Let’s face it, the demands on your time and your life can get overwhelming. In today’s tumultuous market, we really never know from day to day what next may come.

A Story

In my consulting days, I was project manager of a very large engagement with over 600 consultants working for me. It was a coast to coast assignment with teams scattered across 7 job sites. I had nine different work streams running concurrently, with cross-over dependencies between teams.

The hours were long and the travel compounded the pressure. The client was a large national banking institution and the mission was to help the bank respond to a critical regulatory mandate. To say the least, the stakes were great. It could have been easy to get overwhelmed with the scope of the situation. I confess, at times I did feel consumed.

Fortunately, my many years of prior training, both military and civilian, had prepared me for just such a mission. I was a long time practitioner of the principle I am about to share

If you let these pressures mount without routinely asking yourselves some essential questions, you run the risk of spinning off into some other orbit that you never intended.

I suggest that one of the most essential questions to ask yourself is :

Are you managing your world or is your world managing you?

The Frog

There is an old story of the frog in the pot. The story says that if you drop a frog in boiling water he immediately jumps out. But if you set him in cool water and slowly add the heat, he’ll boil to death. I don’t know about you, but I certainly don’t want to be like the frog.

boiling-frog

You have to gauge the temperature on a regular basis. Are you getting comfortable with the heat rising?

You have to pay attention to the circumstances around you. There needs to be the routine recalibration of your own role in the middle of the work demands going on around you.

React or Respond?

Here’s another point. If a doctor prescribes medication and I have a reaction to it, that is NOT GOOD. Yet if I respond to it, I am going to get over the condition. Just like with the medicine, being reactive to the things in our world really will not help the situation. Of course there are things that may happen that are totally unexpected. We have to deal with that.

At the core of this idea is the challenge between being proactive or reactive. The point here is that we should not let everything that happens become a topic of reaction. Truly we should be able to do some things to be proactive with what may come. Proactive people are better positioned to respond to the situation and manage their world. However, being reactive allows the events of the day to manage YOU.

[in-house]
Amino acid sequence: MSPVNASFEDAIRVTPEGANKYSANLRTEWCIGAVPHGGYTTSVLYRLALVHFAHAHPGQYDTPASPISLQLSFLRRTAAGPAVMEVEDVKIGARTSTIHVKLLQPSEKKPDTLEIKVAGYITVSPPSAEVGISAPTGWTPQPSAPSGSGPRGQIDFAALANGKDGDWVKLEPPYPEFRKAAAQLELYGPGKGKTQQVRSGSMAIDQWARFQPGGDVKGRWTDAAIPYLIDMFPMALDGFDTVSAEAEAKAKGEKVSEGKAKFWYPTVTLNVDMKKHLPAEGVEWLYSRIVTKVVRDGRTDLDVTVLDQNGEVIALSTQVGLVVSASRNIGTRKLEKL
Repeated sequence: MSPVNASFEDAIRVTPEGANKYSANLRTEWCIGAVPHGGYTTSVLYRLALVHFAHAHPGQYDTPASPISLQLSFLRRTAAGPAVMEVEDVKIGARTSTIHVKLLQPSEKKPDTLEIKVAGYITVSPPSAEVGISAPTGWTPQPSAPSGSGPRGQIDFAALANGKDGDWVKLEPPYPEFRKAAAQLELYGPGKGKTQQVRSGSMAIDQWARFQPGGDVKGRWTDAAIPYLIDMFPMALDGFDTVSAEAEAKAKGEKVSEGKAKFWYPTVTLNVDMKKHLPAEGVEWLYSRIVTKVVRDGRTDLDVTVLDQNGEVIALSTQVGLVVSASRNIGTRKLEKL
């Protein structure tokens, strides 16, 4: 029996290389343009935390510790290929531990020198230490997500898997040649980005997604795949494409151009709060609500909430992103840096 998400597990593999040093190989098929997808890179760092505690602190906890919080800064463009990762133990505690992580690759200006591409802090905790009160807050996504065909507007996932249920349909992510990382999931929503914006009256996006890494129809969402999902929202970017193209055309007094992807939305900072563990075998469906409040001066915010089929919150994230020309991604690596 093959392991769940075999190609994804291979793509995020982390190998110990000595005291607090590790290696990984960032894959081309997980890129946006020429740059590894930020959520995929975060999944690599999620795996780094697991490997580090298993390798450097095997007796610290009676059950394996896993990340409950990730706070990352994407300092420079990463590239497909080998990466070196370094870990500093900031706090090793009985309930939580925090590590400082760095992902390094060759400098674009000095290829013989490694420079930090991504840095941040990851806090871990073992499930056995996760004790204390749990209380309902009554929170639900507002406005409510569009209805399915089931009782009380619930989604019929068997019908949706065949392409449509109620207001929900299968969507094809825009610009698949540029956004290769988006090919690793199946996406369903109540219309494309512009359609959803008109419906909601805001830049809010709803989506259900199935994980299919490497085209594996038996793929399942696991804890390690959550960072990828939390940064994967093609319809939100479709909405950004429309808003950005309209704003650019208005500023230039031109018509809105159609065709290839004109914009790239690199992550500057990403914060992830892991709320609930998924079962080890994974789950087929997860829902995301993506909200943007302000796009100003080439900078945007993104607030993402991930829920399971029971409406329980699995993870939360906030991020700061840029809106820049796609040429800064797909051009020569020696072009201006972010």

So where do you stand? Are you more inclined to be in control of the things happening around you or have you started just reacting?

People Can Mess Things Up

people mess things up

You may think you have developed the best plan in the world to attack the next chapter of your life (ok, maybe just the next few hours). Then, what do you know, the very first person who walks into the office seems to blow the whole plan out of the water. What do you do?

Don’t react! Force yourself to pause and process the matter according to your plan. This is how you manage things rather than let things manage you.

Is it easy? Of course not! That’s why we so often feel overwhelmed at the end of the day.

Even if you are successful at maintaining the focus on your plan, it likely will take lots of energy and effort. But people who have been able to adopt a discipline for doing this find it becomes easier to do. If your outward aura is true to this inner control, the people around you will start to get the picture. Their demands will become less intrusive, plus they will learn they cannot get “the reaction” out you they used to be able to do.

LIFE IS A SELF-HELP JOURNEY

Managers getting it right

Maybe self-help books are not as popular as they once were. The truth is, this journey we call life is full of self-help moments. Rather than waiting on others to pitch in or hoping that circumstances may change, you need to take control of your own destiny.

Personal and professional growth only happens when you choose to make it happen.

At each and every step of the way, keep asking yourself if you are managing your world or does your world manage you? Take the time to recalibrate. Get back on plan.

Question: When was the last time you were able to stand back and realize your world was managing you? How did you regain control?

Introducing the Entrepreneur Scan

back hand scan

When you have a business, it is only natural that you try to examine it. We all know that the more information you have about something, the more significant your chances of making correct decisions for the business.

Entrepreneurs scan their business often, even though many already know their ventures like “the back of their hands.” When you think about it, the cliché “knowing the back of your hand” is a bit false.